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Thursday, 16 October 2014

Engaging Children in EFL Lessons

When talking about differences in EFL classes and teaching styles, differences in age always play a key role. In different stages of life, we have different strengths and weaknesses, and different priorities. Our brain chemistry is different and we have different reasons for learning. For all of these reasons, it is important to consider your students age when planning lessons.

Young children go to school because it is all they know. It is their occupation, in some ways, and they are following their parents’ instructions. While this means students turn up to class regularly, the reason they need to learn a foreign language may not be apparent to them.

The best reason to learn a foreign language is to be able to communicate comfortably with other speakers. It allows people to reach understandings, collaborate, and share in a very real way. The main reason parents put their children into EFL schools, is unfortunately not to increase communication, but to lead to a higher education standard in general and improve the student’s quality of life in the future. Children, however, often feel that they are there to meet the approval of their parents and teachers, and to achieve high test scores. Your employer may feel the reason students are there is to complete their classes, achieve success and validate the usefulness of the business. As educators, we want to open students’ minds and help them express themselves.

With all of these perceived reasons for studying flying around, it is important to find a way to amalgamate them into a positive, engaging and educational experience for the students.

The best way to plan for children is to begin to with the language target. You have to decide if it is important for them to learn. Typically, childrens’ classes are prepared according to a schedule or course book that is planned for such classes. However, you may find that some of the material is not absolutely appropriate for your students, or not particularly necessary. No matter how good the course book is, you will need to evaluate how successful each stage of the lesson would be with your class.

Once you have identified the target language and thought about which aspects of that language you will teach, you will need to prepare your presentation stage. Think about the language you use to describe the language you are teaching. Consider much metalanguage are the students familiar with, and what questions you can ask to draw out previous knowledge.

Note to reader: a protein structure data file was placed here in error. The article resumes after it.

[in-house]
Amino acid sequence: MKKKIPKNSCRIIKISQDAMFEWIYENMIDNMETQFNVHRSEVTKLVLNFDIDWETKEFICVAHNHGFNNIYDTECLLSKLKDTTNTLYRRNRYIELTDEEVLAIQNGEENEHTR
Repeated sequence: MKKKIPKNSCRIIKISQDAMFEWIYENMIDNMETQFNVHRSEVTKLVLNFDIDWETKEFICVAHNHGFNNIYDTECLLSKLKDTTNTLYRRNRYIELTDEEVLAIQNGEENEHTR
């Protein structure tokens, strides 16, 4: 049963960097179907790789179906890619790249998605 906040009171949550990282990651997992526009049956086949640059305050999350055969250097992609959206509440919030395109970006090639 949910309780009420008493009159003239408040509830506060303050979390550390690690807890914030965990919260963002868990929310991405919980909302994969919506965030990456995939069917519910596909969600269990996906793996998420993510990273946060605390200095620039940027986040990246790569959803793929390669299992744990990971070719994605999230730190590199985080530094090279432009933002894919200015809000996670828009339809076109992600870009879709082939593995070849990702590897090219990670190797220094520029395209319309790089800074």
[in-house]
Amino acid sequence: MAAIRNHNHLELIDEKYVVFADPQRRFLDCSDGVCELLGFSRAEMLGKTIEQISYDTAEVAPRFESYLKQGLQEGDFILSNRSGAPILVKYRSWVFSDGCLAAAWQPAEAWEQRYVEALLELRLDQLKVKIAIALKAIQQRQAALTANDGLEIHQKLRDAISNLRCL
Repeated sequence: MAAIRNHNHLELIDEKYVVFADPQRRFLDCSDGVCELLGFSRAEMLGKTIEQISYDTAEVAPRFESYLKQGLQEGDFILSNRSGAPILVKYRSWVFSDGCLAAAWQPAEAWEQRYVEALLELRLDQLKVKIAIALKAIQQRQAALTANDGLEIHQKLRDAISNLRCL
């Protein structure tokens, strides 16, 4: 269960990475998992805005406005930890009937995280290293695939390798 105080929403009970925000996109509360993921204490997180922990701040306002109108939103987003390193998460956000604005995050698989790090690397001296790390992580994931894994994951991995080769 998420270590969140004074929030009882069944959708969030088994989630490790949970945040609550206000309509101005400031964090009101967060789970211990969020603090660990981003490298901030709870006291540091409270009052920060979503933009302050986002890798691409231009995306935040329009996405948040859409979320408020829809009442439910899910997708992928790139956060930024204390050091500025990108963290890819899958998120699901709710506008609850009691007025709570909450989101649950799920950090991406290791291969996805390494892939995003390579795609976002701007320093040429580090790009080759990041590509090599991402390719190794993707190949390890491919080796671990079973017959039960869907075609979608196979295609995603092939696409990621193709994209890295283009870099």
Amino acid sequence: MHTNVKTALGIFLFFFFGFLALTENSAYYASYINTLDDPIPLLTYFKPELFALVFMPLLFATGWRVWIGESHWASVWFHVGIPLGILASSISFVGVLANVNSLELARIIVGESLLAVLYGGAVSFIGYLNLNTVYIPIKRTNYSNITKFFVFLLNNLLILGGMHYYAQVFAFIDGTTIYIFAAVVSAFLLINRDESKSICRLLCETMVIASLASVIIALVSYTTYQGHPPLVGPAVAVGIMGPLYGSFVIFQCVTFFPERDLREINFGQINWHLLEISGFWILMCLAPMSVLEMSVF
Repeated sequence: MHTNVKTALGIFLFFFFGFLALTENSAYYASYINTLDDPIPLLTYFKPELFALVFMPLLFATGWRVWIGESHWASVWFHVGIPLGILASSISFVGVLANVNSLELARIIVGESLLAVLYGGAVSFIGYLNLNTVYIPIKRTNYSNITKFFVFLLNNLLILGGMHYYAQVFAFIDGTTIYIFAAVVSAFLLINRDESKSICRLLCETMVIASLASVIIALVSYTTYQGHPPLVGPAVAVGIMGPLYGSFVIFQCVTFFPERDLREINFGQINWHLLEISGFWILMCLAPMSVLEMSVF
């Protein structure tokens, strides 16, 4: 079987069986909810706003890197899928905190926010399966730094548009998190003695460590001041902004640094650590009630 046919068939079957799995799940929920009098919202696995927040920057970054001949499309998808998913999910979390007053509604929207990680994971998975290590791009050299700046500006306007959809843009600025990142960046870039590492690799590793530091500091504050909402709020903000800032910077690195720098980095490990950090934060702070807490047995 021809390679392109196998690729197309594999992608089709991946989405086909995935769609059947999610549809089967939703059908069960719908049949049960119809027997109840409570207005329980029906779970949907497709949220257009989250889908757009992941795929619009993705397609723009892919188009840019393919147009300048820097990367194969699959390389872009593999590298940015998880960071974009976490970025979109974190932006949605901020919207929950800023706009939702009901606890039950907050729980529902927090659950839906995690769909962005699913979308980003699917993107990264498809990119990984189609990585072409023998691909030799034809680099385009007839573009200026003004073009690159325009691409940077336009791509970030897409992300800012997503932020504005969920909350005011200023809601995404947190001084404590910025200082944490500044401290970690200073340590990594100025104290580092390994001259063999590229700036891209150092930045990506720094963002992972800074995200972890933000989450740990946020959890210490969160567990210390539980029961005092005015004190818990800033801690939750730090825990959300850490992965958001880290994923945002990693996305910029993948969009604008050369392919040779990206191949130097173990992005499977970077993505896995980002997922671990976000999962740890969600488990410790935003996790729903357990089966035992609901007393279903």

Next, you will need to look at your tasks. Once again, the school or course book may have prepared activities for you to use. Even if this is the case, it is not simply a matter of saying to students- “Begin”. You will need to guide the students and demonstrate how the task is completed. Your approach is important here. Think about creating examples that students can connect with, and remember that for most students it is better if you “show” them how to perform a task, rather than just “tell” them.

If you need to create your own tasks, there are two main things you need to consider. You will need to balance the language target with student engagement. You want to impart as much knowledge on your students as possible, but by pushing the language target too much, you can overwhelm the students or just lose their attention. You also want students to have fun and enjoy the class. Students learn better when they are having fun, however, it is important that the fun they are having also has some educational benefit.

Also, when planning tasks for students, remember to vary the ways they can interact with the target language. To maximize real language acquisition, students should have chances to see, hear, speak and write the target language. The challenge is getting them to perform these tasks in fun (and natural) ways.

Thankfully, children usually take their cue from each other, or from older role-models. In order to get students excited and involved in songs, role-plays, and discussions, it is important for the teacher to be involved as well. Don’t be afraid to look silly; the children will respect you more and will be more likely to join in if you exude a positive attitude and play-along.

Another thing to remember is that children are much more sensitive than adults. Pay attention to your students’ moods, and the dynamic of the class. While students may be enjoying the activity they are performing (such as a song or game), it may be to your advantage to bring the energy level back down to set up for your next task.

In the end, teaching children can be one of the most rewarding experiences as a TEFL instructor. The speed at which they pick up new words and make connections allow you to see real improvement, and the joy on their face when they can express their thoughts to you in English is priceless.

Do you have any more tips for teaching children? Do you have any activities that you find work particularly well? Let us know in the comments section below.

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